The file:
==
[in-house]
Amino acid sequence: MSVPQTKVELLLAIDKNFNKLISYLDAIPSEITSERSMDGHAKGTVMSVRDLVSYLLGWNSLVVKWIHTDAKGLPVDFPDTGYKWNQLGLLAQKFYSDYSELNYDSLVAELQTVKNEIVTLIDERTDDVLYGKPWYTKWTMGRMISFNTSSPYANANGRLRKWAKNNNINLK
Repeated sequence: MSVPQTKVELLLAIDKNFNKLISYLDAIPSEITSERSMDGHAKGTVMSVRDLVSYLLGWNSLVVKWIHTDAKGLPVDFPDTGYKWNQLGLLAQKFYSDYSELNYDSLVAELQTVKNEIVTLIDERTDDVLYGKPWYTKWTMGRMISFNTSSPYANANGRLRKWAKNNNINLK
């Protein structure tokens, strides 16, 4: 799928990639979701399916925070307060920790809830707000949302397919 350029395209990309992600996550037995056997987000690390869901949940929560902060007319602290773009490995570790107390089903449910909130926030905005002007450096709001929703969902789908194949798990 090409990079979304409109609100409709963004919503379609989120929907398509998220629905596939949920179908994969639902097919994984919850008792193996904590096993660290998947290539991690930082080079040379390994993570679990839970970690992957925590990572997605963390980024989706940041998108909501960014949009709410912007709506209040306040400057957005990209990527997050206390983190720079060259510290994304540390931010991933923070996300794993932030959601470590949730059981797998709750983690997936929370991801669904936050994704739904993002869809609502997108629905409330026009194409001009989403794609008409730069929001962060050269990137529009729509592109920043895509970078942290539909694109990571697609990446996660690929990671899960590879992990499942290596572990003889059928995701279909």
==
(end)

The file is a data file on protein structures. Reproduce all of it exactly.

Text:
[in-house]
Amino acid sequence: MSVPQTKVELLLAIDKNFNKLISYLDAIPSEITSERSMDGHAKGTVMSVRDLVSYLLGWNSLVVKWIHTDAKGLPVDFPDTGYKWNQLGLLAQKFYSDYSELNYDSLVAELQTVKNEIVTLIDERTDDVLYGKPWYTKWTMGRMISFNTSSPYANANGRLRKWAKNNNINLK
Repeated sequence: MSVPQTKVELLLAIDKNFNKLISYLDAIPSEITSERSMDGHAKGTVMSVRDLVSYLLGWNSLVVKWIHTDAKGLPVDFPDTGYKWNQLGLLAQKFYSDYSELNYDSLVAELQTVKNEIVTLIDERTDDVLYGKPWYTKWTMGRMISFNTSSPYANANGRLRKWAKNNNINLK
């Protein structure tokens, strides 16, 4: 799928990639979701399916925070307060920790809830707000949302397919 350029395209990309992600996550037995056997987000690390869901949940929560902060007319602290773009490995570790107390089903449910909130926030905005002007450096709001929703969902789908194949798990 090409990079979304409109609100409709963004919503379609989120929907398509998220629905596939949920179908994969639902097919994984919850008792193996904590096993660290998947290539991690930082080079040379390994993570679990839970970690992957925590990572997605963390980024989706940041998108909501960014949009709410912007709506209040306040400057957005990209990527997050206390983190720079060259510290994304540390931010991933923070996300794993932030959601470590949730059981797998709750983690997936929370991801669904936050994704739904993002869809609502997108629905409330026009194409001009989403794609008409730069929001962060050269990137529009729509592109920043895509970078942290539909694109990571697609990446996660690929990671899960590879992990499942290596572990003889059928995701279909």